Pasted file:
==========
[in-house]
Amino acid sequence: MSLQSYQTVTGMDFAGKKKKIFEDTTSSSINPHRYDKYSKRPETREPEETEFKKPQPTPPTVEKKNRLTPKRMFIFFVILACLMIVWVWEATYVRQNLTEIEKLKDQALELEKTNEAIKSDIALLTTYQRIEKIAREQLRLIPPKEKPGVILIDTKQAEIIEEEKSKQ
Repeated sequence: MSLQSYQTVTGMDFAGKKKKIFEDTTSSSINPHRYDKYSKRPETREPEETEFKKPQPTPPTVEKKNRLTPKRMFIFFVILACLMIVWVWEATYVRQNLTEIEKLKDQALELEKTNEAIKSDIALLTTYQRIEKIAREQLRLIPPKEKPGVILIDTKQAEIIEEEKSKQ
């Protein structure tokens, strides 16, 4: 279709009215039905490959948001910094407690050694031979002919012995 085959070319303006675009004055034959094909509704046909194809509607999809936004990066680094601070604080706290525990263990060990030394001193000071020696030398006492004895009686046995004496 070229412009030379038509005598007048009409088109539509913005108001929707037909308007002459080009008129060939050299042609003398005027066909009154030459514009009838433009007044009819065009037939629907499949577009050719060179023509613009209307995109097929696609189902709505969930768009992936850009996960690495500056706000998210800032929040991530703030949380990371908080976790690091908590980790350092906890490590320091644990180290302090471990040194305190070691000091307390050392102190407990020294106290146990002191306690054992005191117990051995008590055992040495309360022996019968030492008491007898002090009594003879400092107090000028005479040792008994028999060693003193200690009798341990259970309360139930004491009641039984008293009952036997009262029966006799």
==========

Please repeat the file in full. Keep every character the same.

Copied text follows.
[in-house]
Amino acid sequence: MSLQSYQTVTGMDFAGKKKKIFEDTTSSSINPHRYDKYSKRPETREPEETEFKKPQPTPPTVEKKNRLTPKRMFIFFVILACLMIVWVWEATYVRQNLTEIEKLKDQALELEKTNEAIKSDIALLTTYQRIEKIAREQLRLIPPKEKPGVILIDTKQAEIIEEEKSKQ
Repeated sequence: MSLQSYQTVTGMDFAGKKKKIFEDTTSSSINPHRYDKYSKRPETREPEETEFKKPQPTPPTVEKKNRLTPKRMFIFFVILACLMIVWVWEATYVRQNLTEIEKLKDQALELEKTNEAIKSDIALLTTYQRIEKIAREQLRLIPPKEKPGVILIDTKQAEIIEEEKSKQ
């Protein structure tokens, strides 16, 4: 279709009215039905490959948001910094407690050694031979002919012995 085959070319303006675009004055034959094909509704046909194809509607999809936004990066680094601070604080706290525990263990060990030394001193000071020696030398006492004895009686046995004496 070229412009030379038509005598007048009409088109539509913005108001929707037909308007002459080009008129060939050299042609003398005027066909009154030459514009009838433009007044009819065009037939629907499949577009050719060179023509613009209307995109097929696609189902709505969930768009992936850009996960690495500056706000998210800032929040991530703030949380990371908080976790690091908590980790350092906890490590320091644990180290302090471990040194305190070691000091307390050392102190407990020294106290146990002191306690054992005191117990051995008590055992040495309360022996019968030492008491007898002090009594003879400092107090000028005479040792008994028999060693003193200690009798341990259970309360139930004491009641039984008293009952036997009262029966006799």